The best and most direct approach to motivate the patient is telling that tobacco use will decrease the effectiveness of treatment and the most important thing the patient can do himself is to stop using tobacco.
- Speak directly to the patient about how tobacco use may decrease the effectiveness of treatment.
- Discuss smoking cessation with the patient at each visit.
- Clarify any misunderstandings about the risks of tobacco use. Point out the importance of quitting.
Sometimes there may be misunderstandings about what kind of health risk smoking during and after cancer treatment may entail.
Advice to those who are not ready for smoking cessation
|The smokers statement
||The response of health care professionals
|The damage from smoking is already done.
|Some damage is done, but continued smoking will still damage your health and reduce the effects of treatment. Quitting smoking is more important now than ever.
|This response tells the patient that it is not too late to quit smoking, and the effect of treatment will be positive.
|I have reduced smoking.
|That is great, and now you need to focus on quitting completely. What do you think keeps you from quitting altogether?
|This response tells the patient the importance of quitting completely, as the benefits of quitting at baseline are documented.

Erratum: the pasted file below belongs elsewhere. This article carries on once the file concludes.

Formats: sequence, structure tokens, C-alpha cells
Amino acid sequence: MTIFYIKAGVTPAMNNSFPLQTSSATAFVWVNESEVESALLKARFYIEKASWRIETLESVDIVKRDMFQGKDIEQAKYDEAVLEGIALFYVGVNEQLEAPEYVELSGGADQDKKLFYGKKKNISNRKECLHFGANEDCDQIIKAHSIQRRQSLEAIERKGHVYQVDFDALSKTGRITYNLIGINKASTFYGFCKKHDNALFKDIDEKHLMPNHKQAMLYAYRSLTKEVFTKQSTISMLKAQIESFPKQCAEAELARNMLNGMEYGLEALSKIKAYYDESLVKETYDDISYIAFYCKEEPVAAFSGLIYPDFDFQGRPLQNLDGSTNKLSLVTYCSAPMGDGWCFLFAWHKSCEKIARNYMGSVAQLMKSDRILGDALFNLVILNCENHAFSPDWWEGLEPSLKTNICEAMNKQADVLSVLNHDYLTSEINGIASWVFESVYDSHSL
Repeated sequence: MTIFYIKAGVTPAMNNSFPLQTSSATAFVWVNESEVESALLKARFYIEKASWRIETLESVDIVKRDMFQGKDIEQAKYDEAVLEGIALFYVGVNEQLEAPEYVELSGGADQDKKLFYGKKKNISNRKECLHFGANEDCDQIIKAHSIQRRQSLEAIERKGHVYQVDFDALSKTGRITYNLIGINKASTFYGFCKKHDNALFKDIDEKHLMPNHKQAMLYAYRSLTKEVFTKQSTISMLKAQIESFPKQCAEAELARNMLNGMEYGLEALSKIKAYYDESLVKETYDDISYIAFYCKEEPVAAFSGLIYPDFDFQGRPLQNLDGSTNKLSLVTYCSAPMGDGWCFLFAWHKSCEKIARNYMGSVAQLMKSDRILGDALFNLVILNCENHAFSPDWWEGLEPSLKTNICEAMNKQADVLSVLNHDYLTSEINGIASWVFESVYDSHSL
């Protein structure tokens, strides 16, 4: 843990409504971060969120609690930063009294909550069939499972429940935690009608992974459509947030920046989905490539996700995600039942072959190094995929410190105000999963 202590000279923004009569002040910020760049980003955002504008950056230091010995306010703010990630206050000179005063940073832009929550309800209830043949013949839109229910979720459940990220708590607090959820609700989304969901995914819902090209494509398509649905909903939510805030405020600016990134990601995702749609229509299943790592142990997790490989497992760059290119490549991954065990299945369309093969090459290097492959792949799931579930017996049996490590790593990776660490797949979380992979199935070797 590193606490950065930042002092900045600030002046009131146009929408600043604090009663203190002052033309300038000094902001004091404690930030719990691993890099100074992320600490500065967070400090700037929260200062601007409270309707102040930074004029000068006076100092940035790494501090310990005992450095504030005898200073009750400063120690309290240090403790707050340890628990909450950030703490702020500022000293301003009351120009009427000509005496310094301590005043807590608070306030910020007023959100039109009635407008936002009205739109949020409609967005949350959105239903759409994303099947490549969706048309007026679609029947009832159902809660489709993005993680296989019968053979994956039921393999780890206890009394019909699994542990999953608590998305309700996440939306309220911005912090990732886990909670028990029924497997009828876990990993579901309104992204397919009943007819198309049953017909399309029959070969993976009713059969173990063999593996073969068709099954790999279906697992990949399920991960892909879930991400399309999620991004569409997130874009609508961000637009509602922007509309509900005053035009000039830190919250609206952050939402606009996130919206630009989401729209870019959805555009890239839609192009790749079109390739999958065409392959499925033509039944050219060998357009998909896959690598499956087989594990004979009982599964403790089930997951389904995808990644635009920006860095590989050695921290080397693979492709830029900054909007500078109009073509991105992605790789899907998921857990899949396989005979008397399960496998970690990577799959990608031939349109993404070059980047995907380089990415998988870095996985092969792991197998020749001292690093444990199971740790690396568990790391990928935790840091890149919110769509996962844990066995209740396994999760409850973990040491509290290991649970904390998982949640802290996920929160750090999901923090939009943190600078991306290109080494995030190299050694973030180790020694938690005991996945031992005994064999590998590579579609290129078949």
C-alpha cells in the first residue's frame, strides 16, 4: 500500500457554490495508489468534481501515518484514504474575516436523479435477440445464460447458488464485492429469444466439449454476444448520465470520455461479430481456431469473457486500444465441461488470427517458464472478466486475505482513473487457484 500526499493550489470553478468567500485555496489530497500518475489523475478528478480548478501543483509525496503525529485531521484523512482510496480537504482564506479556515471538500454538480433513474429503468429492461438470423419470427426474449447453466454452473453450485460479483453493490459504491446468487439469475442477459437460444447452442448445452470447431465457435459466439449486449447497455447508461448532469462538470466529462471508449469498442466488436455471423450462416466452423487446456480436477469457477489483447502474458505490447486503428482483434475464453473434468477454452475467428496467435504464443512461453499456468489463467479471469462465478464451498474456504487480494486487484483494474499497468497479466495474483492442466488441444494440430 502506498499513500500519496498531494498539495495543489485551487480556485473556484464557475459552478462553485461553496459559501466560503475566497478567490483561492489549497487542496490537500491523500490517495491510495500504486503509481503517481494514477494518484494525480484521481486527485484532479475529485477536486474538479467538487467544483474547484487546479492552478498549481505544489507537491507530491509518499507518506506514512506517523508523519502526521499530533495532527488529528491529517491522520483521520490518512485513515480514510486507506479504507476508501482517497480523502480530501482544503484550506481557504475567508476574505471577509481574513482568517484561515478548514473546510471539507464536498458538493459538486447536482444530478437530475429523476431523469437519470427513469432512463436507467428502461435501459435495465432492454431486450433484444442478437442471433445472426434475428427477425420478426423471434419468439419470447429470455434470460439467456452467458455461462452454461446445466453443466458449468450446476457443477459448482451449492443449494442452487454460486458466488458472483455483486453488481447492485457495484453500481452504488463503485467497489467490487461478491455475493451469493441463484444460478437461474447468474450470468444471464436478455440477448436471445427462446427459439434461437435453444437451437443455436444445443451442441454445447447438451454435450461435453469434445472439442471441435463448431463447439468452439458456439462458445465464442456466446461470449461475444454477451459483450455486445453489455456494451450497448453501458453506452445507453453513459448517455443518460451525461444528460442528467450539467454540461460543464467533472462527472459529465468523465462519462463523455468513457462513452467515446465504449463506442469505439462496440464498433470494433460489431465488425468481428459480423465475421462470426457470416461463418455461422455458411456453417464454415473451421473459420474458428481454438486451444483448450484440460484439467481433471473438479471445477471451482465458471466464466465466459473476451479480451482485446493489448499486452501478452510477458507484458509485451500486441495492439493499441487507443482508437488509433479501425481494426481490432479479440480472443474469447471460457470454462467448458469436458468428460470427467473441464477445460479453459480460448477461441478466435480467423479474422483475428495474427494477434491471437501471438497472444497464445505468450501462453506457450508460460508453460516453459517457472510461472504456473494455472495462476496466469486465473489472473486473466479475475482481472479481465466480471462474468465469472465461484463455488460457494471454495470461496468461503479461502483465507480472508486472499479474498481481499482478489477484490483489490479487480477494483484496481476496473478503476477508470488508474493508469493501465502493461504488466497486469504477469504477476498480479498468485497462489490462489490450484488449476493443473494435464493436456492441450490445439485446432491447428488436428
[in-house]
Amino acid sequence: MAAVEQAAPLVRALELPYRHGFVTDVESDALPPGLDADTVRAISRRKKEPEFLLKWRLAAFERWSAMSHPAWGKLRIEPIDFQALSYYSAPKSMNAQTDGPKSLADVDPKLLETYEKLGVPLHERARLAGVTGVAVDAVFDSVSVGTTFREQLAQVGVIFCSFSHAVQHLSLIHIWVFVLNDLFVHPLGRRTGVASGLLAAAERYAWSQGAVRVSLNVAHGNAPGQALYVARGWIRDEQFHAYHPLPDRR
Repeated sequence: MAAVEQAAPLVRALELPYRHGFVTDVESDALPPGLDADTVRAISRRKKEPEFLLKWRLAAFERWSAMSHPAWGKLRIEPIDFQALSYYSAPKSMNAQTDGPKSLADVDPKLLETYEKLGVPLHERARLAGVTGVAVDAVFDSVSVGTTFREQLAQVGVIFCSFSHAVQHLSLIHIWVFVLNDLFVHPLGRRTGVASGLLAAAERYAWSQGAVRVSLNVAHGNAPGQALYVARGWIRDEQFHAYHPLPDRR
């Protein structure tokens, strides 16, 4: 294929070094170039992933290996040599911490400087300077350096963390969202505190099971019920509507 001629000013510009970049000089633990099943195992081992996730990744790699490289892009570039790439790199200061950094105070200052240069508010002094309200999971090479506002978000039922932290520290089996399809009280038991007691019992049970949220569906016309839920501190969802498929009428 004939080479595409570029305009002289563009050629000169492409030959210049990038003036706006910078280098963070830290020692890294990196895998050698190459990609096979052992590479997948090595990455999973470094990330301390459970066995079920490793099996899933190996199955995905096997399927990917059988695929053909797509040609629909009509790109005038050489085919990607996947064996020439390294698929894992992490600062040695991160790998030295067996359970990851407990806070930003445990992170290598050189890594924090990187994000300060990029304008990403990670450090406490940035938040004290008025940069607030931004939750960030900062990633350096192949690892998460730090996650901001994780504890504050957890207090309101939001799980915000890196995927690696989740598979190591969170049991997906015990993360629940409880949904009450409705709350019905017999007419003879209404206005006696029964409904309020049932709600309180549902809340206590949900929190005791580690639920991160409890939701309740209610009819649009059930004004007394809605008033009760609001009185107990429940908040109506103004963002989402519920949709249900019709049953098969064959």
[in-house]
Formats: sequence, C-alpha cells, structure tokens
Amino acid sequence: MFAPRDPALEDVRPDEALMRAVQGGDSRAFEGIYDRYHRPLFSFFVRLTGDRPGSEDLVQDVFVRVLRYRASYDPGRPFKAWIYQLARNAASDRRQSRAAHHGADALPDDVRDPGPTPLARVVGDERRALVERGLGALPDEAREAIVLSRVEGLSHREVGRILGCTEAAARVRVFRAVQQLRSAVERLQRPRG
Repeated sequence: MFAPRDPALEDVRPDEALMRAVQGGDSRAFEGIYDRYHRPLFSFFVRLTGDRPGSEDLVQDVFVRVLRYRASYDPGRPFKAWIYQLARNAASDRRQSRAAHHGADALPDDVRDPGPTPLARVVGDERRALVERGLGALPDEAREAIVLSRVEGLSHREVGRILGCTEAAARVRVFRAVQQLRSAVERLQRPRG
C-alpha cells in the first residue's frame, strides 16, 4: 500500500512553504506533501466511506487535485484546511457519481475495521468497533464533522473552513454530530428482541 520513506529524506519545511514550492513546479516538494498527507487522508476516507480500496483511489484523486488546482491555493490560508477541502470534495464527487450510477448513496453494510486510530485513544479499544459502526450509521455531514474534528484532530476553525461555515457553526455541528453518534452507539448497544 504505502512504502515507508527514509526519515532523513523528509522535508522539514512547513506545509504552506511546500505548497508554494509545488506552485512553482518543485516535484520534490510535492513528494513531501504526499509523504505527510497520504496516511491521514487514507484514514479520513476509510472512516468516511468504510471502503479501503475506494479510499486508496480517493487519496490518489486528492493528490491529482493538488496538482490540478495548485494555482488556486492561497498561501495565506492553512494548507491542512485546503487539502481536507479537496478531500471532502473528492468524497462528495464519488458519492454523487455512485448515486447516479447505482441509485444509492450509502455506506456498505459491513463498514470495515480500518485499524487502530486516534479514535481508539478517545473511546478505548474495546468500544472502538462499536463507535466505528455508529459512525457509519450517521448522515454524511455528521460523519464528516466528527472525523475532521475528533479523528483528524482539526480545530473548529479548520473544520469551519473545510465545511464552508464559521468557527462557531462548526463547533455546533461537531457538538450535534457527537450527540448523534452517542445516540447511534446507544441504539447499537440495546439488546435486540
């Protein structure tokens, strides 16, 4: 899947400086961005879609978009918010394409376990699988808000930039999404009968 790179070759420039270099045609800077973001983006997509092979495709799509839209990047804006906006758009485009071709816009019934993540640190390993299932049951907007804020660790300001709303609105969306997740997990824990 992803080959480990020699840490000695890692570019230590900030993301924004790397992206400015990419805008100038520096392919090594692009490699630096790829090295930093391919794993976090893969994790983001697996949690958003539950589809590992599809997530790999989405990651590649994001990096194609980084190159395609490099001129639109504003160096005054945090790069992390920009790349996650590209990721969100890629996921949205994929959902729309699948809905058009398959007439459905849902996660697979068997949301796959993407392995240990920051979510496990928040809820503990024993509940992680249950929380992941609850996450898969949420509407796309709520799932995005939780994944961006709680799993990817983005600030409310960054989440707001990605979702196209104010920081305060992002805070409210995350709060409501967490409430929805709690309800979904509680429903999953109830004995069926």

|This is not a good time to quit smoking.
|The benefits of quitting are greatest now, before treatment begins. What is needed to make you feel ready to quit smoking?
|This response make the patient aware of the fact that quitting smoking optimizes the cancer treatment.
Health professionals must assist the patient identifying realistic expectations and goals for smoking cessation. For some, it may feel easier to scale down the number of cigarettes than to quit completely. The patient should know that every puff affects their health, and that the total health benefits can only be achieved through smoking cessation. For patients unable to stop completely, a gradual reduction may be a step in the right direction.
The probability of success for smoking cessation significantly increases for those who receive professional help in combination with nicotine replacement therapy (NRT) or non-nicotine based products. For the best possible effect of NRT the patient needs professional guidance to find the right product and dosage. For some patients combining two products or receiving a higher dosage than recommended will give the best effect. Sometimes the product must be replaced during the treatment.
Treatment with nicotine replacement therapy
Topical products are patches (Nicorette®, Nicotinell®), chewing gum (Nicorette®, Nicotinell®), lozenges (Nicorette®, Nicotinell®), inhalator (Nicorette®) or a combination of these. These products contain nicotine and therefore reduce the withdrawal symptoms experienced after smoking cessation.
- Patch: Nicorette® 5 mg,10 mg and 15 mg/16 hours up to 6 months or Nicotinell® 7 mg,14 mg og 21 mg/24 hours up to 3 months.
- Chewing gum: Nicorette®/Nicotinell® 2 mg and 4 mg, 8-12 pcs/day up to 12 months.